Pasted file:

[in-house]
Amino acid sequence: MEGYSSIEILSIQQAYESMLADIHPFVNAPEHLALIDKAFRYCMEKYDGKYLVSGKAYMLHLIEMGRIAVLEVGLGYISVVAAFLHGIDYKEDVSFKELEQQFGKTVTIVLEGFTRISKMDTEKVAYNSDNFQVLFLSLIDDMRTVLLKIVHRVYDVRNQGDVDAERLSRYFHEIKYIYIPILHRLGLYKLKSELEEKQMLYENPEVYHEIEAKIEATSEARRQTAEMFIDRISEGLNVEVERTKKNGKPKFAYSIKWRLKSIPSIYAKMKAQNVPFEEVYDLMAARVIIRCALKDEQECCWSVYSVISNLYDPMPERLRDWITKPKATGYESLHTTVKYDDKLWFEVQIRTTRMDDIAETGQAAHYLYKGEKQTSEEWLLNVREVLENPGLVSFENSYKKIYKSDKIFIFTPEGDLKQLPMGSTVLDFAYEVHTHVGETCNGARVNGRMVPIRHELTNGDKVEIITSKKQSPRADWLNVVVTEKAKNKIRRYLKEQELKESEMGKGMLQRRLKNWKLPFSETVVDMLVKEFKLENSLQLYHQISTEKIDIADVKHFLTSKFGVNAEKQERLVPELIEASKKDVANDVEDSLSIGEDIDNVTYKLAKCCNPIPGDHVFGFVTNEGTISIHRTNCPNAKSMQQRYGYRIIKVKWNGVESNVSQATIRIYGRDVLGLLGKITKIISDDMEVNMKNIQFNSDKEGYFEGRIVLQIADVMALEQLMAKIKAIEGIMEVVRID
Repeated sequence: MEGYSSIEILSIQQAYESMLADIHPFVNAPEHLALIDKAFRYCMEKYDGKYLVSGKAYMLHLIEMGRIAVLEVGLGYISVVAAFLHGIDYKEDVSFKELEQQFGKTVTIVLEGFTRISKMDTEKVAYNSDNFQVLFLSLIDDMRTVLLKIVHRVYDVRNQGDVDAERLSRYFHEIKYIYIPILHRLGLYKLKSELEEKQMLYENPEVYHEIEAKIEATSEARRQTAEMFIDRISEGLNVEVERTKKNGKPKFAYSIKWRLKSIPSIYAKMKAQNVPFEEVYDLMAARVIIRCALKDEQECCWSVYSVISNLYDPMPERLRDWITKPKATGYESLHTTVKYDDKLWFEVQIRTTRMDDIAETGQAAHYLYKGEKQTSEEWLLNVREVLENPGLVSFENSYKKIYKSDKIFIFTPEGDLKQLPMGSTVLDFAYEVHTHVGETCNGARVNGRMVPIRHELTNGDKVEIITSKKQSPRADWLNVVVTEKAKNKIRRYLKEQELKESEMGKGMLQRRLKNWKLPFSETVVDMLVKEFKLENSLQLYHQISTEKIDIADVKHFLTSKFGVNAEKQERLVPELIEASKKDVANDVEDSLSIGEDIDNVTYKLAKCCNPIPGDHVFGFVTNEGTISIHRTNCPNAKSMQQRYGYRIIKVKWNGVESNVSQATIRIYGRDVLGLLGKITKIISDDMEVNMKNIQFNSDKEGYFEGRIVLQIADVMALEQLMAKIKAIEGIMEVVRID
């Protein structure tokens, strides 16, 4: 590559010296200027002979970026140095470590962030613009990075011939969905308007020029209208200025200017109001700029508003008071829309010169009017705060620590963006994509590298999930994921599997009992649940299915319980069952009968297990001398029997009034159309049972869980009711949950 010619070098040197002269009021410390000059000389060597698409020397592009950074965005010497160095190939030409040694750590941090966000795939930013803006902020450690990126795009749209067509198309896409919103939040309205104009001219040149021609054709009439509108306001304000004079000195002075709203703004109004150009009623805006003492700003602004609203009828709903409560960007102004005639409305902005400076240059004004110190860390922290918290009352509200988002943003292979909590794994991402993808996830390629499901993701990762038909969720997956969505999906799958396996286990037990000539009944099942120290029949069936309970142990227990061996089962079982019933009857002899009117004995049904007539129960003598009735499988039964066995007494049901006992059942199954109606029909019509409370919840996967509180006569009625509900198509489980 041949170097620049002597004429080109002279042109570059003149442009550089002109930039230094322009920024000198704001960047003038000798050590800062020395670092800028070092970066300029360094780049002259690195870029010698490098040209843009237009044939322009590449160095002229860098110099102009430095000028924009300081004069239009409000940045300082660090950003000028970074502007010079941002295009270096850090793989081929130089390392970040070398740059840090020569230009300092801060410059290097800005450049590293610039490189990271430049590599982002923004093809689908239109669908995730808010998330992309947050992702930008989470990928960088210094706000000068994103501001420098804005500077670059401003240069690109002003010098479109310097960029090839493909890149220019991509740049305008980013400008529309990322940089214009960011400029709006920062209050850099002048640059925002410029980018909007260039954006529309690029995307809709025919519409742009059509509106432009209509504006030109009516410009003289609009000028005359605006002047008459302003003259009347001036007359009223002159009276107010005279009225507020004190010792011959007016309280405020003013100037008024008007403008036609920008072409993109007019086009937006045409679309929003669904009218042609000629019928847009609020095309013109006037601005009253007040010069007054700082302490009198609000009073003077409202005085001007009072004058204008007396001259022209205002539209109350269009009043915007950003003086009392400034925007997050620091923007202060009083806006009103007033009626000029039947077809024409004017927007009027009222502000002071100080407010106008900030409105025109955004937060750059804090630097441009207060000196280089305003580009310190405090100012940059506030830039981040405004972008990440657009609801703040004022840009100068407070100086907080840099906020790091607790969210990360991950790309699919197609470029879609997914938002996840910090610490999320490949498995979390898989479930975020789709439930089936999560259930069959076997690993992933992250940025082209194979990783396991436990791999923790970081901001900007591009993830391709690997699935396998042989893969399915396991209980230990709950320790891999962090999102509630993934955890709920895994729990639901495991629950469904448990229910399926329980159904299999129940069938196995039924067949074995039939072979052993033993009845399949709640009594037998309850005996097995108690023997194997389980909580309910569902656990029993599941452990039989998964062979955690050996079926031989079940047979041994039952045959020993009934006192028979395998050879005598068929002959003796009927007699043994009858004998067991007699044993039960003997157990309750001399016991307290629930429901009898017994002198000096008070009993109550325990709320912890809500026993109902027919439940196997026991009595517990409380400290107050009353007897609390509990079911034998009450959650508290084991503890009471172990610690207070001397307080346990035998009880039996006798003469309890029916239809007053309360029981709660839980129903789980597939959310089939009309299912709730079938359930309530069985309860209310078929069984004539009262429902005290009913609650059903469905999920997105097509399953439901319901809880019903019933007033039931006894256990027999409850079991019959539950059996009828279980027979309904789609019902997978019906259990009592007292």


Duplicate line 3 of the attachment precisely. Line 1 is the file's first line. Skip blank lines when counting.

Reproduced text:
Repeated sequence: MEGYSSIEILSIQQAYESMLADIHPFVNAPEHLALIDKAFRYCMEKYDGKYLVSGKAYMLHLIEMGRIAVLEVGLGYISVVAAFLHGIDYKEDVSFKELEQQFGKTVTIVLEGFTRISKMDTEKVAYNSDNFQVLFLSLIDDMRTVLLKIVHRVYDVRNQGDVDAERLSRYFHEIKYIYIPILHRLGLYKLKSELEEKQMLYENPEVYHEIEAKIEATSEARRQTAEMFIDRISEGLNVEVERTKKNGKPKFAYSIKWRLKSIPSIYAKMKAQNVPFEEVYDLMAARVIIRCALKDEQECCWSVYSVISNLYDPMPERLRDWITKPKATGYESLHTTVKYDDKLWFEVQIRTTRMDDIAETGQAAHYLYKGEKQTSEEWLLNVREVLENPGLVSFENSYKKIYKSDKIFIFTPEGDLKQLPMGSTVLDFAYEVHTHVGETCNGARVNGRMVPIRHELTNGDKVEIITSKKQSPRADWLNVVVTEKAKNKIRRYLKEQELKESEMGKGMLQRRLKNWKLPFSETVVDMLVKEFKLENSLQLYHQISTEKIDIADVKHFLTSKFGVNAEKQERLVPELIEASKKDVANDVEDSLSIGEDIDNVTYKLAKCCNPIPGDHVFGFVTNEGTISIHRTNCPNAKSMQQRYGYRIIKVKWNGVESNVSQATIRIYGRDVLGLLGKITKIISDDMEVNMKNIQFNSDKEGYFEGRIVLQIADVMALEQLMAKIKAIEGIMEVVRID